Fractographic analysis of the effects of combined natural weathering and seawater on the performance of GFRE pipes

N. Merah*, S. Nizamuddin, Z. Khan, F. Al-Sulaiman, M. Mehdi

*Corresponding author for this work

Research output: Chapter in Book/Report/Conference proceedingConference contributionpeer-review

2 Scopus citations

Abstract

The use of glass fiber reinforced Epoxy (GFRE) pipes for seawater and crude oil handling and transportation in Saudi Arabia is hindered by the lack of reliable engineering data on the durability of these pipes when exposed to harsh Arabian Gulf outdoor environment. This paper presents a study of the effects of natural outdoor weather and seawater on tensile and creep (stress rupture) behavior of GFRE materials. Exposure of seawater filled pipes to Saudi outdoor environment for periods ranging from 6 to 12 months has resulted in a drastic reduction of tensile and stress rupture strengths of the materials. Fractographic analysis of unexposed specimens showed a combination of mode I and mode II failure characterized by inclined hackles as well as large amount of fiber breakage. High temperature and moisture absorption decreased fiber-matrix interface strength and caused degradation at the fiber level resulting in lower strength and stiffness of the GFRE.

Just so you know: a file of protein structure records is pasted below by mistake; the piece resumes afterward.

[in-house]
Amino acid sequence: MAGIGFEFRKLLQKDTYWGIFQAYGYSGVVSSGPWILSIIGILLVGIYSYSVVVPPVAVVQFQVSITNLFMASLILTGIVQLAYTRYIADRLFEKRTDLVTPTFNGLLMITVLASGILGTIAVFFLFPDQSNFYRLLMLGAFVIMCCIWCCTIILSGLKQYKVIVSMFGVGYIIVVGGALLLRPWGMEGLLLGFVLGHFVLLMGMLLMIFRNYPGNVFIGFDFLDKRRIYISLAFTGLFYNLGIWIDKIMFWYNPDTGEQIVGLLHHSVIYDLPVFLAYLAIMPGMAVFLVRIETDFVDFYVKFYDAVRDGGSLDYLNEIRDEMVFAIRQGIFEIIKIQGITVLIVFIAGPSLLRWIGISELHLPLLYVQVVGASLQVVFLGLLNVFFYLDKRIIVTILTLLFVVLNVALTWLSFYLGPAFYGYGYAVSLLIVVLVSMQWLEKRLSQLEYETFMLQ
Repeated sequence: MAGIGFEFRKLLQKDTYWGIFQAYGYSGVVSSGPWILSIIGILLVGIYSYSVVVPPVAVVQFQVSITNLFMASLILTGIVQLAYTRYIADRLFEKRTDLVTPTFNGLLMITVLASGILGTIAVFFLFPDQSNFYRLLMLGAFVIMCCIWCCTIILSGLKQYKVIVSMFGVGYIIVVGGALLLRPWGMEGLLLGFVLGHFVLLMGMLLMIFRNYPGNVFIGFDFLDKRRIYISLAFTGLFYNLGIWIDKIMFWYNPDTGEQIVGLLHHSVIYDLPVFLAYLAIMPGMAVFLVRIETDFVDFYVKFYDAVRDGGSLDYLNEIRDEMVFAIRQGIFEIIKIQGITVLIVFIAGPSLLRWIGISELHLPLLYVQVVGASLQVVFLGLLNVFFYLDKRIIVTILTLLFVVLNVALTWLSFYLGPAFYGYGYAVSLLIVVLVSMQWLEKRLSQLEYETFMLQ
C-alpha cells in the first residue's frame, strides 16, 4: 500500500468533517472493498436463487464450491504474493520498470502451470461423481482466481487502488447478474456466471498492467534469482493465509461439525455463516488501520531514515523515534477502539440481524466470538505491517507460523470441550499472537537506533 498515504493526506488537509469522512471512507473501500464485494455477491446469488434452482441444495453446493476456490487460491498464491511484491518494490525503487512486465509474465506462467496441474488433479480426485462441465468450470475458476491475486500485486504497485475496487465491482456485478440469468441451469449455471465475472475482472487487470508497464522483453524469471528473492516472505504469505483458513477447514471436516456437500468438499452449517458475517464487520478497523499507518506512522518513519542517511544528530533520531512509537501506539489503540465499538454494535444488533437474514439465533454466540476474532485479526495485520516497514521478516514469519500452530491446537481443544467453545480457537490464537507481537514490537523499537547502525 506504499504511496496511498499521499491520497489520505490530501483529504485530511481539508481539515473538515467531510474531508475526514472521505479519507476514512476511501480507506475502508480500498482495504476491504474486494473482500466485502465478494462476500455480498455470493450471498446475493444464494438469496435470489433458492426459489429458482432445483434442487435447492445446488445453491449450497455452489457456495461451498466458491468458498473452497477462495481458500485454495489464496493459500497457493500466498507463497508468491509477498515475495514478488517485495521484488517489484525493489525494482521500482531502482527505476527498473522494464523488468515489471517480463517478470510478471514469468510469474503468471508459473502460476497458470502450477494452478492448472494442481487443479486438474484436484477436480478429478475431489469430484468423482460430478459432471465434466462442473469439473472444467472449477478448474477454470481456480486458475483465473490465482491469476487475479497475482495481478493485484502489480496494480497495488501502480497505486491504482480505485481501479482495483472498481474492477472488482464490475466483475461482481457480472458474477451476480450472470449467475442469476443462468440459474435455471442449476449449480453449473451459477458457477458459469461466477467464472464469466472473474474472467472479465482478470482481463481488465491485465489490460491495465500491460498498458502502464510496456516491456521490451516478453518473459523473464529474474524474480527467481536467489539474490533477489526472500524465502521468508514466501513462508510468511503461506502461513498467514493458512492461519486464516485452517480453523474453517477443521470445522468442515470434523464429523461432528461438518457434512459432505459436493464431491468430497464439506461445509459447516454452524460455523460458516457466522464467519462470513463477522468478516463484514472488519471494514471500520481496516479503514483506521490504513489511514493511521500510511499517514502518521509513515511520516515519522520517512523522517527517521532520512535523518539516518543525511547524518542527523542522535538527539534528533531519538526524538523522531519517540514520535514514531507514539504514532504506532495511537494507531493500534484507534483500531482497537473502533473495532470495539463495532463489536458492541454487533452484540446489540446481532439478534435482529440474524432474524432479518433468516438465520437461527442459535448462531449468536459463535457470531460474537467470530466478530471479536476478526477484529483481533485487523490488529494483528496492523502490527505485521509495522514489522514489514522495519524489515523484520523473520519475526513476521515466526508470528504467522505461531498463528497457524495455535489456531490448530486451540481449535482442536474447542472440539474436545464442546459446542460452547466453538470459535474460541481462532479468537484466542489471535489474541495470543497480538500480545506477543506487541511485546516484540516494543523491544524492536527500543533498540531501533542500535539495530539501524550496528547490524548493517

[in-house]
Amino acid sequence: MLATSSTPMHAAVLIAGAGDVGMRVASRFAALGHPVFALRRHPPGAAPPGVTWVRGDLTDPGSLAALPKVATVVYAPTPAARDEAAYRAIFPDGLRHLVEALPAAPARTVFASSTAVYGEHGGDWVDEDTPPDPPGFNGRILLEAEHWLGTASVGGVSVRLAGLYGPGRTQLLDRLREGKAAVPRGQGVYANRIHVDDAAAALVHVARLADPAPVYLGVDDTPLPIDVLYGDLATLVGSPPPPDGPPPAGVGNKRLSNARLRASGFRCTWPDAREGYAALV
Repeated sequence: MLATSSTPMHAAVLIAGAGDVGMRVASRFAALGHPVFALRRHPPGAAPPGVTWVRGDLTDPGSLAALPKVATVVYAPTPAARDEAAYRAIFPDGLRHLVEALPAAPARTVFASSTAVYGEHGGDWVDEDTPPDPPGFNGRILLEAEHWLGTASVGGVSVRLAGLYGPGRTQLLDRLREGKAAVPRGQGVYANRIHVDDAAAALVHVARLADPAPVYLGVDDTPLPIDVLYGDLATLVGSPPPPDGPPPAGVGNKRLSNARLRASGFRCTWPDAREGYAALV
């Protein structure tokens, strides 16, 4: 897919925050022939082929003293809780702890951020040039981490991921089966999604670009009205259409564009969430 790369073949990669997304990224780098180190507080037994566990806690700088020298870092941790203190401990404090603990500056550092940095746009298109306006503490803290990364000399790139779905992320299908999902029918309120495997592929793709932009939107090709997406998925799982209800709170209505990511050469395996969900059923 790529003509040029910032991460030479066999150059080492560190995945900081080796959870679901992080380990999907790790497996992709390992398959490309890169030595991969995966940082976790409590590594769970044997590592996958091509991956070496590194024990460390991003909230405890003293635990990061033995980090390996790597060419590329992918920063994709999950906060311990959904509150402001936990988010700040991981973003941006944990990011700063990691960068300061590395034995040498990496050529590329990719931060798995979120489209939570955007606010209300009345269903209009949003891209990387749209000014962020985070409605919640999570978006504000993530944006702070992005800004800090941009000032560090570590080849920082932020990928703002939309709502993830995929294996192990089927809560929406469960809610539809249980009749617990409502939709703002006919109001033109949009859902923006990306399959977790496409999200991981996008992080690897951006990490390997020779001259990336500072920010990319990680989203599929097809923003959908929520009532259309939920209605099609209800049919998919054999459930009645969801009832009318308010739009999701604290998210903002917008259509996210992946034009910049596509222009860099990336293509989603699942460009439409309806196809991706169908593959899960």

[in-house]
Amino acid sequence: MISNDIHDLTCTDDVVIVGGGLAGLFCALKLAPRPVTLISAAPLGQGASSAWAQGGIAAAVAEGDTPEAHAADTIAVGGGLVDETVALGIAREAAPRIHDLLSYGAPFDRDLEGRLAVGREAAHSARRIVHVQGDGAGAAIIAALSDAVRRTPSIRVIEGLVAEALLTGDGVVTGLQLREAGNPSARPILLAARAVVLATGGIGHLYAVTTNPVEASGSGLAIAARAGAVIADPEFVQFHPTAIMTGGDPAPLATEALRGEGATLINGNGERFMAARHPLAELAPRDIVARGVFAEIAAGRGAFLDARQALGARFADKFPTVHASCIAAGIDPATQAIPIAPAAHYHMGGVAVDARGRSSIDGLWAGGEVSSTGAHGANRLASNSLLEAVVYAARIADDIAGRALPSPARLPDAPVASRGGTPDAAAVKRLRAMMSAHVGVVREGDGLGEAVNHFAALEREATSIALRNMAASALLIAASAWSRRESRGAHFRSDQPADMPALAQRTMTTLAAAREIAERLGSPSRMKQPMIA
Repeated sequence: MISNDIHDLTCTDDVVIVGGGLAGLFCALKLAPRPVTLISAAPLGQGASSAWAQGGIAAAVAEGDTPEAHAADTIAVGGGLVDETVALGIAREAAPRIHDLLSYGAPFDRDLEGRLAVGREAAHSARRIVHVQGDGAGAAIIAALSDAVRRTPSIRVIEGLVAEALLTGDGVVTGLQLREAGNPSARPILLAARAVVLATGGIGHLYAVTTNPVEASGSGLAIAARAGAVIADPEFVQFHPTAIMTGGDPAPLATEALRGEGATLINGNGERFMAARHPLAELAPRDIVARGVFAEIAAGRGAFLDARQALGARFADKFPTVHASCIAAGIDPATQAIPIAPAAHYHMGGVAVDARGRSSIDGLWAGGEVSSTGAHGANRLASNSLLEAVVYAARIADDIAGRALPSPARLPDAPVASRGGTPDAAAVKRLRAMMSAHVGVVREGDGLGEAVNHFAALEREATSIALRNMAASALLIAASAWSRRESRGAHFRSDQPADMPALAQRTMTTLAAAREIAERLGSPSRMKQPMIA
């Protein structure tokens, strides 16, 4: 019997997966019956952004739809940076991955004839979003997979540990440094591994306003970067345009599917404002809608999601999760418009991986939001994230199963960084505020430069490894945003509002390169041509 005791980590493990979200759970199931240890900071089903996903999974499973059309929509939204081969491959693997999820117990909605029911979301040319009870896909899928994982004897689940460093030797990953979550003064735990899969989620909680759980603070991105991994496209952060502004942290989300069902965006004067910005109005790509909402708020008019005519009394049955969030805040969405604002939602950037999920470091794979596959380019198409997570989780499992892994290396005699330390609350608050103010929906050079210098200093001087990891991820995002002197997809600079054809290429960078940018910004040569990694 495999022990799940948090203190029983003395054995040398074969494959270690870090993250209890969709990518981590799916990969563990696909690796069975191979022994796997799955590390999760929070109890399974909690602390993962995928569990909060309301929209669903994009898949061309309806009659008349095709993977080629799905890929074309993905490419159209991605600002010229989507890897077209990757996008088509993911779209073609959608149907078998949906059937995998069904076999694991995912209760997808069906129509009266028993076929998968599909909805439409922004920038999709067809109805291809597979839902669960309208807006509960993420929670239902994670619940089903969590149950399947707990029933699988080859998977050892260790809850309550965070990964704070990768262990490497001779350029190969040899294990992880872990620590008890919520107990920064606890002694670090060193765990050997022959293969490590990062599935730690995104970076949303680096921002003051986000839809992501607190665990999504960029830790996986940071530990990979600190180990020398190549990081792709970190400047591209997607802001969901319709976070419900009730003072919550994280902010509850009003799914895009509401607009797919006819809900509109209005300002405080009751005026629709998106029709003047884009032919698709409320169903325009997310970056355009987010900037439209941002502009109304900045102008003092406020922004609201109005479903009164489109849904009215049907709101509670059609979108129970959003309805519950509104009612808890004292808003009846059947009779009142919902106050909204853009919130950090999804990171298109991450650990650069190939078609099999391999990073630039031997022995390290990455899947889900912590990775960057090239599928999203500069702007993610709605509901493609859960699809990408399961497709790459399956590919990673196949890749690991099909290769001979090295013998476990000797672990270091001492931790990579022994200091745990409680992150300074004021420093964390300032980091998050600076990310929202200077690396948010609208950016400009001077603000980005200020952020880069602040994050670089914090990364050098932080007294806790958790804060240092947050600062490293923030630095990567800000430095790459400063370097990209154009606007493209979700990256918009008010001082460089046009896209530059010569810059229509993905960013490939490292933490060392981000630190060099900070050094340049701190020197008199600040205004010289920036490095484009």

Original languageEnglish
Title of host publication12th International Conference on Fracture 2009, ICF-12
Pages645-654
Number of pages10
StatePublished - 2009

Publication series

Name12th International Conference on Fracture 2009, ICF-12
Volume1

Keywords

  • Creep
  • Fractography
  • Hackles
  • Mode I
  • Mode II
  • Seawater
  • Tensile

ASJC Scopus subject areas

  • Geotechnical Engineering and Engineering Geology

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